2012
10.26

When I think of Microsoft I tend to conjure up images of business-savvy software for the office, while Apple invokes thoughts of entertaining gizmos and gadgets. Maybe those “I’m a PC, I’m a Mac” commercials that ran roughly 4-7 years ago had more of an influence on me than I would like to admit. But is there some truth to that?

Microsoft has been considered the de facto standard in the business world—and many still cling to Windows in the office. In 1988, Microsoft became one of the largest PC software companies based on sales, driving the use of computers in daily work life.

Let’s not forget, Microsoft was also an early contender with devices as well. In 2002—roughly eight years before Apple released the iPad—Microsoft introduced tablet PCs to the world, which were built on top of Microsoft’s operating system, Windows XP Tablet PC Edition, and included a digital pen for handwriting recognition, as well as a mouse and keyboard. Though these devices could meet the needs of both business professionals and consumers, it was clearly designed with the enterprise worker in mind.

In 2010, Apple shook up the consumer world with its portable, easy-to-use iPad and its wide world of apps. The iPad quickly became one of the more commonly used devices among consumers—as well as in industries such as healthcare and construction, just to name a few. Quick to follow was the deluge of devices that run Android, which have now found a fit in both personal and professional settings.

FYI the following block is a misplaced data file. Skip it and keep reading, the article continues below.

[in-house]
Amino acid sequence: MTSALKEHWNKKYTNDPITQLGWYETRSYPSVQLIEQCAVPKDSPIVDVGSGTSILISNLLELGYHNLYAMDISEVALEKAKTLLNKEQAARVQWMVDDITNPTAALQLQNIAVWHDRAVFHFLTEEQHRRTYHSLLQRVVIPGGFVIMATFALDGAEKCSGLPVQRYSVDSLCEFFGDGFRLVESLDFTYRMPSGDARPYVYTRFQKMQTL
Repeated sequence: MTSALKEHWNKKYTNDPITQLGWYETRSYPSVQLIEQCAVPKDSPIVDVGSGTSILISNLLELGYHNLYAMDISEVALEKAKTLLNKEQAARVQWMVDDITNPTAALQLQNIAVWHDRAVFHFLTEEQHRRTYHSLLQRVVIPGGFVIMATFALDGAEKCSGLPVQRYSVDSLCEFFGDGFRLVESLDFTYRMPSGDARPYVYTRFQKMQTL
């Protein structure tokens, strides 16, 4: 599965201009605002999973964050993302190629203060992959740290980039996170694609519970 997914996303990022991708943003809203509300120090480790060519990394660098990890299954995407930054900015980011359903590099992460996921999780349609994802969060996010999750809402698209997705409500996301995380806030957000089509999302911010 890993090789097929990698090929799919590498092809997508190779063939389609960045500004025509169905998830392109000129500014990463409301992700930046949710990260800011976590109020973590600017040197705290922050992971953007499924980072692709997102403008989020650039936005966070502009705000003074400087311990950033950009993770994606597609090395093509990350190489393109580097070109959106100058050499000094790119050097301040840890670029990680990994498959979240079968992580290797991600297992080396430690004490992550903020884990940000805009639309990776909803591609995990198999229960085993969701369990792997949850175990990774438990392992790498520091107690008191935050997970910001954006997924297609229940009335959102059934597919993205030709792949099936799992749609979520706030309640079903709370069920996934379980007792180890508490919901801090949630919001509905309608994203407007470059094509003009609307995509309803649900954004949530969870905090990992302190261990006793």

Enter Microsoft’s new operating system, Windows 8, the Windows Store, Surface, and more than 1,000 PCs and tablets that will available today with the new launch. One of Microsoft’s goals: Bring together the best of the PC and the tablet for both work and play.

Let’s take a closer look at Surface built on the new Windows RT operating system. It comes loaded with productivity software such as Office—that’s a given. Three versions are available: 32 gigabyte priced at $499; 32 gigabyte with a black Touch Cover priced at $599; and 64 gigabyte with a black Touch Cover priced at $699. According to Microsoft, the Windows 8 Pro model of Surface will be available roughly 90 days after the launch of Surface for Windows RT.

In recent weeks, Microsoft has been making big moves to entice consumers. Take its relationship with Barnes & Noble as an example. Earlier this month, Microsoft officially announced a strategic partnership and investment of $300 million in the newly formed Barnes & Noble subsidiary, NOOK Media, which will house the digital and college businesses of Barnes & Noble.

This gives Microsoft a 17.6% stake in the NOOK media. The investment will allow Microsoft to compete with the likes of Apple and Amazon—starting with the launch of the NOOK reading application for Windows 8. Going forward, NOOK Media plans to expand its product roadmap into markets around the globe, as evidenced by its recent launch into the United Kingdom.

Still the question remains: Can Microsoft cross the chasm, offering a system that appeals to both businesses and consumers? It has certainly taken some key steps to position itself for both markets.

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